Since this is a problem I come across quite frequently when working with foreign-born executives and other professionals, I immediately asked my friend to pass on the following tips to this Asian gentleman:

1. Speak slowly, especially at the beginning of the conversation so that the interviewer can fine tune his or her antenna to your accent.

2. Clearly enunciate every syllable and consonant because that is the most effective antidote to an accent. So, for instance, if the person were uttering the words “….on the third day…,” make sure that the sound of the “d” in the word third is clearly distinct from the sound of the “d” that occurs at the beginning of the word day. Very easy to master and internalize with a little bit of practice.

3. Start preparing a list of words that, when uttered by you, are often not fully or easily understood by your audience. After identifying such terms, use some strategy or the other to avoid such “loss of communication” moments. For instance, use a synonym or synonymous phrase immediately after such a term. Alternatively, banish them from your spoken vocabulary until you are able to enunciate them perfectly.

4. When emphasizing something or when using fresh words, use synonyms, just as I did at a key moment during the spontaneous interview at Chicago’s O’Hare airport with a reporter for Houston’s ABC affiliate. [For video clip and a detailed discussion of how and why synonyms help offset the loss of communication that occurs from having an accent, see blog post of May 9.]

5. Use a good bit of nonverbal skills to project conviction and accentuate your points.

Summing up: If you are an immigrant who arrived in this country after the age of 13 (that magical number helps determine whether or not you will have an accent), and if you internalize the above strategies and tactics, there is no question that every oral communication of yours will be much more impactful and effective than would be the case otherwise, no matter which country you originated from, be it China, India, Indonesia, Zimbabwe, Brazil, Argentina, El Salvador…you name it.

Saturday, June 12, 2010

Two Interviews That Are a Study in Contrast: A Perfect Illustration of How NOT to Present Yourself In An Interview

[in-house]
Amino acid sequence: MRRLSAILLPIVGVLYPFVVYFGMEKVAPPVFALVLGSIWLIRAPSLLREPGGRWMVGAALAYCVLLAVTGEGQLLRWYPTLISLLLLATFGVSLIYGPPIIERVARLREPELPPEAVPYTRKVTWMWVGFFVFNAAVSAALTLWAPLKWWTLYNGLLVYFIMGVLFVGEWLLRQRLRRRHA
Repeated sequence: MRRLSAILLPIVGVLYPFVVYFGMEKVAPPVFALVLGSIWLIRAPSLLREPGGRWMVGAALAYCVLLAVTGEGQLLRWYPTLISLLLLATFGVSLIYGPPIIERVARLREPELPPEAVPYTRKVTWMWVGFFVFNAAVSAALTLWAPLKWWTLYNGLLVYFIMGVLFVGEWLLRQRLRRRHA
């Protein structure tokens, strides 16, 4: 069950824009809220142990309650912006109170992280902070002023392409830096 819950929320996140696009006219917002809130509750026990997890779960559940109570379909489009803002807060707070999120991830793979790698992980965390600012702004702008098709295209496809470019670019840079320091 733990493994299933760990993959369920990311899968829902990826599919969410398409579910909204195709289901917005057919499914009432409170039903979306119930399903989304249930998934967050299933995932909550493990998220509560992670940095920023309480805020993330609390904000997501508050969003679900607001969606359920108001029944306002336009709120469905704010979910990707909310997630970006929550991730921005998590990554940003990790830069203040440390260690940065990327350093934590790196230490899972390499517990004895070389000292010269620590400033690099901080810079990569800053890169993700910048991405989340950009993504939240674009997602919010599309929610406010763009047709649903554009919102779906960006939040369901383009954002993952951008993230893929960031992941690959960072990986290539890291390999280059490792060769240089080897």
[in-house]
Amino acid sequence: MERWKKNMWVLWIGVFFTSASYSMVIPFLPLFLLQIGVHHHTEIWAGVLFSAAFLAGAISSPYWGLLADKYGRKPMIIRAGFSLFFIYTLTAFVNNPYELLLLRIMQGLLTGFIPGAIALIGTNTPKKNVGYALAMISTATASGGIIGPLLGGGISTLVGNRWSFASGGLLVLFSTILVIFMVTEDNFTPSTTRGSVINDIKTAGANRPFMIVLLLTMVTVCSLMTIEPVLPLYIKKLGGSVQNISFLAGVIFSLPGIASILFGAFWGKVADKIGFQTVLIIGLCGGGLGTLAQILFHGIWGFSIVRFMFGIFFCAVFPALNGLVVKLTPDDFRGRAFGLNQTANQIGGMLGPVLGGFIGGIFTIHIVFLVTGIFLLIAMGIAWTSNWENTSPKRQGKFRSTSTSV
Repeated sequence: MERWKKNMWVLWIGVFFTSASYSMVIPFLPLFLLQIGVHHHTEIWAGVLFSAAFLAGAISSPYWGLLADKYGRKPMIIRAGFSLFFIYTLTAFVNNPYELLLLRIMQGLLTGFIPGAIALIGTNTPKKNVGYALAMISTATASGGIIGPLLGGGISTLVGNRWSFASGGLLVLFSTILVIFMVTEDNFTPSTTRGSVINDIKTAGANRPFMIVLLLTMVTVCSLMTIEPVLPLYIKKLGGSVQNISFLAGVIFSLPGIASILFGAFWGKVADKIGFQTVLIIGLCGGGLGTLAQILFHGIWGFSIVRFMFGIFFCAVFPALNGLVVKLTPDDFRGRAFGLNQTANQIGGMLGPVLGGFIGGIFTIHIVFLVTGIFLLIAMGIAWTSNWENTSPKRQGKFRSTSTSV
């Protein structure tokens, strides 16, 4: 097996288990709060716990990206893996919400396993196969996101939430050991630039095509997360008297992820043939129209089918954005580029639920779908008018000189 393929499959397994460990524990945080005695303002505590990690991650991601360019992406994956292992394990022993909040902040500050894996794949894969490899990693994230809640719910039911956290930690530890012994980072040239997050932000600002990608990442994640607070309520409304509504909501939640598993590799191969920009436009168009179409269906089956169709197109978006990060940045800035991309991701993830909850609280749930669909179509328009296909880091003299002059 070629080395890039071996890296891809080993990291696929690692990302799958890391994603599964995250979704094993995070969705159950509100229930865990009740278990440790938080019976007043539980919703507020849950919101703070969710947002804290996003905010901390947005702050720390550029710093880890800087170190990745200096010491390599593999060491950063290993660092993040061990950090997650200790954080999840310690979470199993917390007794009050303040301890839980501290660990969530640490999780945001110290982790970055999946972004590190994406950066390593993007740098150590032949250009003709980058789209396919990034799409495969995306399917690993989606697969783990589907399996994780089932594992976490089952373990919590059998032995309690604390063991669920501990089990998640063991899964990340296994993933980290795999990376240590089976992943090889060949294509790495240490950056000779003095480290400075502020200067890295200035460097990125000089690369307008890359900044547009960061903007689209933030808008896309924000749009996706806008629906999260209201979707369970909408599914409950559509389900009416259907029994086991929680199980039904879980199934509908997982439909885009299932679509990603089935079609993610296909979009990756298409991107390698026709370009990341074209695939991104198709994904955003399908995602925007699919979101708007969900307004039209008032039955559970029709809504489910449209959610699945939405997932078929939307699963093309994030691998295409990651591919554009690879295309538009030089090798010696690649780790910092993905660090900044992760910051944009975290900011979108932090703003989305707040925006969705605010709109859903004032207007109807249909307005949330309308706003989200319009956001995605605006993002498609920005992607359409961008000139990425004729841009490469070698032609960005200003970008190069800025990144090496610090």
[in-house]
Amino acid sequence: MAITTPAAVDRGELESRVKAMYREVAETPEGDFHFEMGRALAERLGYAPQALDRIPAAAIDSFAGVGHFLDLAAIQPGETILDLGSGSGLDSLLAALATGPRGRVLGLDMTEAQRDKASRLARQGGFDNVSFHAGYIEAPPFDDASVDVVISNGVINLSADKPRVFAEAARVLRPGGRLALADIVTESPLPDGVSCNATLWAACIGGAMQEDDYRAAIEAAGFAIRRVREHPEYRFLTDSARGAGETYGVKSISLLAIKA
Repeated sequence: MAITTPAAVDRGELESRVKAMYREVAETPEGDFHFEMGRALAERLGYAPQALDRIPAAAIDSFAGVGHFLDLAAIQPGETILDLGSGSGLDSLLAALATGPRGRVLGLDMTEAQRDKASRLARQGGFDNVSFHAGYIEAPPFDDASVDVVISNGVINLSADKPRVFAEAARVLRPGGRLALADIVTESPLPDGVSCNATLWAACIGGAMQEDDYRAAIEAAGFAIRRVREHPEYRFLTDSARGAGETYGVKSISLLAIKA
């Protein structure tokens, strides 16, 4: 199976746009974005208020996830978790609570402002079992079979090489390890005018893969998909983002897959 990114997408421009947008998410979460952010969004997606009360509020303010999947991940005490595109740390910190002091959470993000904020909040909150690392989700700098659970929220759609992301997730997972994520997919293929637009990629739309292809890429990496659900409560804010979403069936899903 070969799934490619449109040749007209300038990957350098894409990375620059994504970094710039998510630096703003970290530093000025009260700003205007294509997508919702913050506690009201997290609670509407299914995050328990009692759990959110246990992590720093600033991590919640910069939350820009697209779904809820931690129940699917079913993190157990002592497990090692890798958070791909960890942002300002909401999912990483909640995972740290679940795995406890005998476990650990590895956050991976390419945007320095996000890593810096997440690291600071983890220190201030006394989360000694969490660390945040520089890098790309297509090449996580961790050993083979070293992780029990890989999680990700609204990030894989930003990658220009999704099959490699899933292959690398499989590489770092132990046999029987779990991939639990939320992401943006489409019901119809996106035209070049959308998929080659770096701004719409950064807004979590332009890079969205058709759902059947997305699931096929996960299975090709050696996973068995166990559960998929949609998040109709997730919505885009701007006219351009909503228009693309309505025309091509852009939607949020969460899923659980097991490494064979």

In recent weeks, PBS’s highly regarded Nightly Business Report (NBR) broadcast short interviews with Ford Executive Vice President--and President of the Americas--Mark Fields and Chrysler CEO Sergio Marchionne. In sharp contrast to Fields’s persona which was pleasing, projected gravitas, and inspired viewer confidence in his company’s business outlook, Marchionne looked extremely unenthusiastic and, dare I say, even sleepy. With arms folded--clearly a no-no in such situations--and speaking in a monotone throughout the Q&A, the Chrysler chief appeared variously smug, morose, and bored, and his body language was devoid of conviction.

Here’s the most amazing thing about the Marchionne interview: Michigan Governor Jennifer Granholm, who sat beside the Chrysler exec, displayed ten times more zeal and passion about the company’s new marketing moves than did Marchionne himself. Unbelievable! By injecting just a handful of appropriate verbal and nonverbal techniques, such as those discussed in my prior posts, Marchionne could have transformed his performance into one that inspired investor confidence in the firm.

I would urge you to access the NBR Web site and watch the two interviews--Marchionne’s was broadcast on May 21, and Fields’s on June 2 (see links below)--because they present a vivid and indelible lesson in how not to be appear or speak during an interview. And that lesson, in one sentence, is the following: If you, the person being interviewed, are exhausted or, for some reason, cannot summon plainly transparent enthusiasm and conviction about your ideas, products, or services, postpone the interview or send a double. Pretend you’ve got diarrhea or something. To do otherwise runs the risk of the audience losing faith in your cause, offering, or whatever. For instance, if a CEO or other top executive looked passionless and displayed no vitality while talking about his or her firm’s new products or strategies, would you feel like buying the company’s stock or one of its products?

For the Fields interview:
For the Marchionne interview: